Style Napoleon III / Ref.13315
Albert-Ernest CARRIER-BELLEUSE (1824 - 1887) « Allegory of Winter » bust in Carrara marble
Width: 10'' ¼ 26cm
Height: 24'' ¾ 63cm
Depth: 10'' ¼ 26cm
Very good condition.
This marble bust presenting an allegory of Winter was created by one of the most prolific sculptors of the Second Empire, Albert-Ernest Carrier-Belleuse.
Mainly famous for being Auguste Rodin's (1840-1917) master, Carrier-Belleuse meets acknowledgment in 1863, when Napoléon III buys his Bacchant, now owned by the Musée d'Orsay. Starting from this date, the Emperor will grant him his full support until his reign's end. Even if he did realise lots of big marble groups, honoured during the Salons, it is his terra cotta busts which will bring fame to him. All along his career, he executes busts of his most famous contemporaries, as well as great historic figures, or fantasy busts inspired by the mythology, as it is for our bust.
Carrier-Belleuse represents here a young woman with her head down, hooded with a drapery. Some locks of hair escape from the hood and seem about to be blown away by the wind. Her clothes are adorned with a pine cone on the breasts. This piece of work is remarkable because of the delicacy of the execution, which can be particularly appreciated in the drapery's folds or in the strands of hair.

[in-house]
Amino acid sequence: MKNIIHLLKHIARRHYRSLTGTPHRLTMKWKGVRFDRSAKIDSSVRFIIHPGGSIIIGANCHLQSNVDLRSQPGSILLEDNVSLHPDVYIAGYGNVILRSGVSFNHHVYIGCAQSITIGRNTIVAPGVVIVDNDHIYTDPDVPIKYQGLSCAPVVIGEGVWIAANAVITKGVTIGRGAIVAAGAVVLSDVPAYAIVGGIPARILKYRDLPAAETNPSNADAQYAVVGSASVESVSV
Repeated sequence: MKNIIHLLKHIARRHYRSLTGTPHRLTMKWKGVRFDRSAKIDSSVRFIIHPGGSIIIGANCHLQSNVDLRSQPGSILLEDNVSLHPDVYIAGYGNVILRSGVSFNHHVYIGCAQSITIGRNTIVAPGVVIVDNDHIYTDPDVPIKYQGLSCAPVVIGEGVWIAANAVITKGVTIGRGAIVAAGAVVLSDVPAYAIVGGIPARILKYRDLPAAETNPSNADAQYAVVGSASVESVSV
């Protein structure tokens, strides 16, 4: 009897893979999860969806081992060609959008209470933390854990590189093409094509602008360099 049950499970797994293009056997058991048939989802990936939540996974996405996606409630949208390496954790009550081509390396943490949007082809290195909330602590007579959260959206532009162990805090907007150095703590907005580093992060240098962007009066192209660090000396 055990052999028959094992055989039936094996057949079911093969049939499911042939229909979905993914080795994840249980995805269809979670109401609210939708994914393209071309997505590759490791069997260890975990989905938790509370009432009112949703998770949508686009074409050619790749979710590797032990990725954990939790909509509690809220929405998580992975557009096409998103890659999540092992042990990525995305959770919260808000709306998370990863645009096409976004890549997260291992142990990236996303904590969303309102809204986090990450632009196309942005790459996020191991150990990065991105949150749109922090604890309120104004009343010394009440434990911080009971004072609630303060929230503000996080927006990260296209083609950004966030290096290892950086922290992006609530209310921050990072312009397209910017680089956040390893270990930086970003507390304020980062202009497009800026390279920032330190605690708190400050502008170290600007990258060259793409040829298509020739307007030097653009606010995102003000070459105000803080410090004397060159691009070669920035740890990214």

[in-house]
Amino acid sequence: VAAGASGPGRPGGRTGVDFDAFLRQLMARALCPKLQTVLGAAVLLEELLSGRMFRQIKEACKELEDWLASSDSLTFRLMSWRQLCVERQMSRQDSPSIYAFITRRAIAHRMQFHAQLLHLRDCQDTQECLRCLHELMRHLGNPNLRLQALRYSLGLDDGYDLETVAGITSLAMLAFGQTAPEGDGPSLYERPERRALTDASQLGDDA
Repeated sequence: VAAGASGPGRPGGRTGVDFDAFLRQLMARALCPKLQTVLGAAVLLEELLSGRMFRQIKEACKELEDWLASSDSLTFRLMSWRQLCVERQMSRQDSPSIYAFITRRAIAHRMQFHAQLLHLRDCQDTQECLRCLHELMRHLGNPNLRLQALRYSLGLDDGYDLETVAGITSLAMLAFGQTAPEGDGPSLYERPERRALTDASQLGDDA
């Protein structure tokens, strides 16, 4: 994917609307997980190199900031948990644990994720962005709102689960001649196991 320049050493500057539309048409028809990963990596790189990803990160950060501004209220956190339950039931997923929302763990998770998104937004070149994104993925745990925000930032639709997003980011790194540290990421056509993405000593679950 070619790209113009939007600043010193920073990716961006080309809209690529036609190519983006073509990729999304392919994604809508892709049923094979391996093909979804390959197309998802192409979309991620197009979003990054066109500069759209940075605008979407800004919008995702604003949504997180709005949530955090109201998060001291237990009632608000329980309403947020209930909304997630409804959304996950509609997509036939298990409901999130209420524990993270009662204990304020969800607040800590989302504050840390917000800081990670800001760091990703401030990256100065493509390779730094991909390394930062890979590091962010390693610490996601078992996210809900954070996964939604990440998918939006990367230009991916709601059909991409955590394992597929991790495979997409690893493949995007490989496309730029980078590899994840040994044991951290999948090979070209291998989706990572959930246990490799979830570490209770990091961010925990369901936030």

The allegory of Winter is part of an ensemble of busts produced by the artist, each bust depicting a season. Sometimes several versions of a season were created by Carrier-Belleuse, as for example the busts assimilated to an allegory of Autumn, with vine branches systematically used as an attribute. Same goes for the Spring, where roses seem to indicate the period of the year.
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